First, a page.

Doctors are used to contending with Google. Sometimes the search engine wins. 

The brutal heatwave affecting southern Europe this summer has become known among locals as “Lucifer”. Having just returned from Italy, I fully understand the nickname. An early excursion caused the beginnings of sunstroke, so we abandoned plans to explore the cultural heritage of the Amalfi region and strayed no further than five metres from the hotel pool for the rest of the week.

The children were delighted, particularly my 12-year-old stepdaughter, Gracie, who proceeded to spend hours at a time playing in the water. Towelling herself after one long session, she noticed something odd.

“What’s happened there?” she asked, holding her foot aloft in front of my face.

I inspected the proffered appendage: on the underside of her big toe was an oblong area of glistening red flesh that looked like a chunk of raw steak.

“Did you injure it?”

She shook her head. “It doesn’t hurt at all.”

I shrugged and said she must have grazed it. She wasn’t convinced, pointing out that she would remember if she had done that. She has great faith in plasters, though, and once it was dressed she forgot all about it. I dismissed it, too, assuming it was one of those things.

By the end of the next day, the pulp on the underside of all of her toes looked the same. As the doctor in the family, I felt under some pressure to come up with an explanation. I made up something about burns from the hot paving slabs around the pool. Gracie didn’t say as much, but her look suggested a dawning scepticism over my claims to hold a medical degree.

The next day, Gracie and her new-found holiday playmate, Eve, abruptly terminated a marathon piggy-in-the-middle session in the pool with Eve’s dad. “Our feet are bleeding,” they announced, somewhat incredulously. Sure enough, bright-red blood was flowing, apparently painlessly, from the bottoms of their big toes.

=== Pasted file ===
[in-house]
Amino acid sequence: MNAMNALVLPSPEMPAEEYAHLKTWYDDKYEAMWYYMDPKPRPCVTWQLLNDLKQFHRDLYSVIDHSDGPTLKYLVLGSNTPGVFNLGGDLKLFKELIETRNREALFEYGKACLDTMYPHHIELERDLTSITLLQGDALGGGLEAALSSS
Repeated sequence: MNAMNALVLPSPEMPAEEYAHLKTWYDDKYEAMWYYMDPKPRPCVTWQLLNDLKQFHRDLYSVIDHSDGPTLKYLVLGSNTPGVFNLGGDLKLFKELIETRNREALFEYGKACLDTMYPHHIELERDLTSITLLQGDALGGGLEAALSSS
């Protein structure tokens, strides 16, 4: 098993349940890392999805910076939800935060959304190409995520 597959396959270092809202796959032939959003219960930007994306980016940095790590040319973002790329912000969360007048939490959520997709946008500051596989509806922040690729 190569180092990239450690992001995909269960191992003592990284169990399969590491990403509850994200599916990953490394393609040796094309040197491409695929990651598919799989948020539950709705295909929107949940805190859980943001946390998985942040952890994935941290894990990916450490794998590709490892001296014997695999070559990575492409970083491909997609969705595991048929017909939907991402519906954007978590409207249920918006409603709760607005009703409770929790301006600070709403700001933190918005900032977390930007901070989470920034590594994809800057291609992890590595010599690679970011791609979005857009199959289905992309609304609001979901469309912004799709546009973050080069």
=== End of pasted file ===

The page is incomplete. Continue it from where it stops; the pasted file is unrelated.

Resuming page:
Doctors are used to contending with Google. Often, what patients discover on the internet causes them undue alarm, and our role is to provide context and reassurance. But not infrequently, people come across information that outstrips our knowledge. On my return from our room with fresh supplies of plasters, my wife looked up from her sun lounger with an air of quiet amusement.

“It’s called ‘pool toe’,” she said, handing me her iPhone. The page she had tracked down described the girls’ situation exactly: friction burns, most commonly seen in children, caused by repetitive hopping about on the abrasive floors of swimming pools. Doctors practising in hot countries must see it all the time. I doubt it presents often to British GPs.

I remained puzzled about the lack of pain. The injuries looked bad, but neither Gracie nor Eve was particularly bothered. Here the internet drew a blank, but I suspect it has to do with the “pruning” of our skin that we’re all familiar with after a soak in the bath. This only occurs over the pulps of our fingers and toes. It was once thought to be caused by water diffusing into skin cells, making them swell, but the truth is far more fascinating.

The wrinkling is an active process, triggered by immersion, in which the blood supply to the pulp regions is switched off, causing the skin there to shrink and pucker. This creates the biological equivalent of tyre treads on our fingers and toes and markedly improves our grip – of great evolutionary advantage when grasping slippery fish in a river, or if trying to maintain balance on slick wet rocks.

The flip side of this is much greater friction, leading to abrasion of the skin through repeated micro-trauma. And the lack of blood flow causes nerves to shut down, depriving us of the pain that would otherwise alert us to the ongoing tissue damage. An adaptation that helped our ancestors hunt in rivers proves considerably less use on a modern summer holiday.

I may not have seen much of the local heritage, but the trip to Italy taught me something new all the same. 

This article first appeared in the 17 August 2017 issue of the New Statesman, Trump goes nuclear